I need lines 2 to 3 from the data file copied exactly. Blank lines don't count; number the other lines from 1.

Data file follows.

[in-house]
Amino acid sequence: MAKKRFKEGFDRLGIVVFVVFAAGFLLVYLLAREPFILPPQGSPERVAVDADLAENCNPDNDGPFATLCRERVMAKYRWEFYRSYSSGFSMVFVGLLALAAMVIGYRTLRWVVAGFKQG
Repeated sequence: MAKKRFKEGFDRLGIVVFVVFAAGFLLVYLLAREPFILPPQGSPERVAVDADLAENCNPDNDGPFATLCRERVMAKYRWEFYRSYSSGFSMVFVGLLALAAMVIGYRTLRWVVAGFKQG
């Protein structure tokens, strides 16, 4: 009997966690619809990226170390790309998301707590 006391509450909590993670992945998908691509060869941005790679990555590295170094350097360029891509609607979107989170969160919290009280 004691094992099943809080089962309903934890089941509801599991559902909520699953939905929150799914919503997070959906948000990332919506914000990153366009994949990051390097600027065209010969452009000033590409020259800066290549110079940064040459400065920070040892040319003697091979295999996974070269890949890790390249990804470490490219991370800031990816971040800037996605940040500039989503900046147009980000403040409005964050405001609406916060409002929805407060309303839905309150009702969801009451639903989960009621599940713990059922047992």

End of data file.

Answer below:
Amino acid sequence: MAKKRFKEGFDRLGIVVFVVFAAGFLLVYLLAREPFILPPQGSPERVAVDADLAENCNPDNDGPFATLCRERVMAKYRWEFYRSYSSGFSMVFVGLLALAAMVIGYRTLRWVVAGFKQG
Repeated sequence: MAKKRFKEGFDRLGIVVFVVFAAGFLLVYLLAREPFILPPQGSPERVAVDADLAENCNPDNDGPFATLCRERVMAKYRWEFYRSYSSGFSMVFVGLLALAAMVIGYRTLRWVVAGFKQG